“You can never really know someone completely. That’s why it’s the most terrifying thing in the world, really – taking someone on faith, hoping they’ll take you on faith too. It’s such a precarious balance, It’s a wonder we do it at all. And yet…” – Libba Bray
Movies about serial killers, particularly the ones based on real life situations, can be a precarious subject to broach. I think to truly make a successful film on the subject you must find the line that shows what happened without glorification of the sociopathic human being who likely thrives on the recognition. While The Clovehitch Killer is technically fiction it’s based heavily on the crimes of Dennis Rader, infamously known as BTK.
What makes this particular film on the subject so fascinating is the chosen perspective to focus on. In a film about a killer, it’s the son of suspected killer that remains the focus of the film. We’ve seen the movies where the detective chases the killer, and the ones from the killer’s point of view; but what would it be like finding out that the person you’ve entrusted your entire life to is likely a homicidal maniac? Not a wishful thinker hoping to possibly take the leap to end someone’s life but an already established, notorious multiple life snuffer. You’ve loved this person, your own father, given the burden of taking care of and nurturing your humanity only to discover the madness behind his eyes. It would be unthinkable and yet every killer comes from somewhere, from someone. The devastation left in their wake must be insurmountable. A pure, unadulterated modern American nightmare.
To some this may come across as boring but to truly appreciate it is to delve into and embrace the mundanity of it all. The unwavering loyalty to a religion, the dedication of a Boy Scout troop leader, a father of two who makes his living as a privately owned landscaper; normal, unassuming. The perfect cover. Or is it? To find undeniable proof is one thing but to find mysterious, unidentifiable materials is to merely muddy the waters. The son suspects the father but his denial is overwhelming as he searches not just for evidence proving who he believes is the prolific murderer but anything to grasp at saying his father’s innocence is a possibility, however unlikely.
As the son’s reality begins to skew, as it begins to dive into an unimaginable hellscape he wrestles with his suspicions of who is father may be and the idea that he could simply let things be, to forever wonder but never prove for the sake of maintaining family unity. Can he actually look the other way all the while thinking… what if? What he begins to realize however is that while his situation may be a nightmare, he’s not the only one so profoundly altered by such a macabre state of affairs. He meets the ones left behind, left to pick up the pieces of a life taken prematurely, the families of the victims, who are victims of another variety all their own. It is through the motivation of a fellow teen with related motives for finding the killer that pushes the son to hold the metaphorical mirror up to his father, no matter the outcome.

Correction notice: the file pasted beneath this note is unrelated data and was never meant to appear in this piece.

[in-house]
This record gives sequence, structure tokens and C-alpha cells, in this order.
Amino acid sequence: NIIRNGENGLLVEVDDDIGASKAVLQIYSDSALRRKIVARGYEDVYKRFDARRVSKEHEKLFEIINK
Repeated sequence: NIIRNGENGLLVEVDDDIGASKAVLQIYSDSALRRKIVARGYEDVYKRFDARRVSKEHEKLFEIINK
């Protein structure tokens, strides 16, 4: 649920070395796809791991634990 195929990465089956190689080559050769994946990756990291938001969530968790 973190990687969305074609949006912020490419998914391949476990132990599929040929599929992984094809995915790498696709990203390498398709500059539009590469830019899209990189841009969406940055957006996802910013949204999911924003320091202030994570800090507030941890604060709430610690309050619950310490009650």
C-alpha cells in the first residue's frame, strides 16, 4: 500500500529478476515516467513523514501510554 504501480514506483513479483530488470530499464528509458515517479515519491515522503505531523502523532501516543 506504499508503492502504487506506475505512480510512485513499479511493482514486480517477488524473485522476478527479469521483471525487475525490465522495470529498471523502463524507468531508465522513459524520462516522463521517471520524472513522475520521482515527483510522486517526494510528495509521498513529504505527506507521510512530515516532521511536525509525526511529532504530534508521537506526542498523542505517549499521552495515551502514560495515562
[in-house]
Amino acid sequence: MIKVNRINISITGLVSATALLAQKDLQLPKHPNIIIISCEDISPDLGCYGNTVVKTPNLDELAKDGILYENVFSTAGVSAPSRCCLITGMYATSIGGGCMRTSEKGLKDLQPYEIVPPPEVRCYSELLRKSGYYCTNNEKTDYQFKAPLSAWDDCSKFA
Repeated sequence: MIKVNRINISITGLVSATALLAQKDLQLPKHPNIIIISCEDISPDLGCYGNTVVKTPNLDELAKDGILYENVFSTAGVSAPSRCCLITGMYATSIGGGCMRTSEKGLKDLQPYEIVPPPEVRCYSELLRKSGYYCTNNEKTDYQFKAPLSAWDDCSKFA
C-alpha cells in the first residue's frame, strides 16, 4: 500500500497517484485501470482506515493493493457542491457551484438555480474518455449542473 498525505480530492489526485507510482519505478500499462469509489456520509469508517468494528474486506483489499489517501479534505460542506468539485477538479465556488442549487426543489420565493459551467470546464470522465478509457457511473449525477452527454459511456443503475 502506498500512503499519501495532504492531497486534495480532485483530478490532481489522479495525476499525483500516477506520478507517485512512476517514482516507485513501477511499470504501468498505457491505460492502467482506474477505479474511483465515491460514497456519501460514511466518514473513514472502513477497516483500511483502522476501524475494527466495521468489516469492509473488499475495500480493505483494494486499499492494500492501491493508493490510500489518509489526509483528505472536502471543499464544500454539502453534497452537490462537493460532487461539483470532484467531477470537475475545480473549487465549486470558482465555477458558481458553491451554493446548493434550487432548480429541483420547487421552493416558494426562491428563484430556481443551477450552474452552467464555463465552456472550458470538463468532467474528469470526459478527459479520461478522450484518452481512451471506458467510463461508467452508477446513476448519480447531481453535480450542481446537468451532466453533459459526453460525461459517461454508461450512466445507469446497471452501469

Where the true genius of the story stems from is the time taken to focus on the normal aspect of this family’s life. To portray such ordinary people helps contrast the horrific possibilities of a family plagued with secrets, secrets so dark light begins to reverse in upon itself. There are simply some places devoid of light, in this case it just might be a man sworn to uphold his duties as a father and role model for his children. The betrayal of such a pure promise is unforgivable.
Dylan McDermott plays the father and suspected serial killer. His performance is one of complete normalcy with a twist of awkward possibility. The son’s suspicions are established early making the behavior of his father feel dangerously intimate. McDermott plays his role perfectly, casting simultaneously a shadow of both doubt and criminal intent of the most absurdly horrifying kind. The son, played by Charlie Plummer, acts as the character that we as the audience live vicariously through as this story carries out to its inevitable end. The greatest tragedy of all is that no matter the truth, there seems to be no real chance of healing, no chance of moving on. This is a lose-lose situation every way you look at it.
The slow burn, methodically told, is a story of constant tension and absurdity and awkwardness. He’s a goofy dad with secrets, what those secrets entail just may change everything about this small, reserved town. Then again, paranoia is a real son of a bitch as the son quickly learns. It’s rare that such disturbing material can manifest itself in a way that shows so little. They could have shown the graphic nature of the crimes committed but rather it’s all only spoken of, like a mythical monster hiding in the shadows of story and legend.
Unrated: Disturbing imagery and behavior, some sexual content, R-rated equivalent
Runtime: 109 minutes
After Credits Scene: No
Genre: Drama, Horror, Mystery
Starring: Dylan McDermott, Charlie Plummer, Madisen Beaty, Samantha Mathis
Directed By: Duncan Skiles
Out of 5 Nerdskulls
Story: 5/ Acting: 4.5/ Directing: 4/ Visuals: 3.5
OVERALL: 4 Nerdskulls
Buy to Own: Yes
Check out the trailer below:
For more info on comics, video games, movies and anything else nerd, check out Nerdlocker.com, a place for your inner nerd.
Also check us out on:
Nerdlocker Shop: http://www.nerdlocker.com/store
Email us at: firstname.lastname@example.org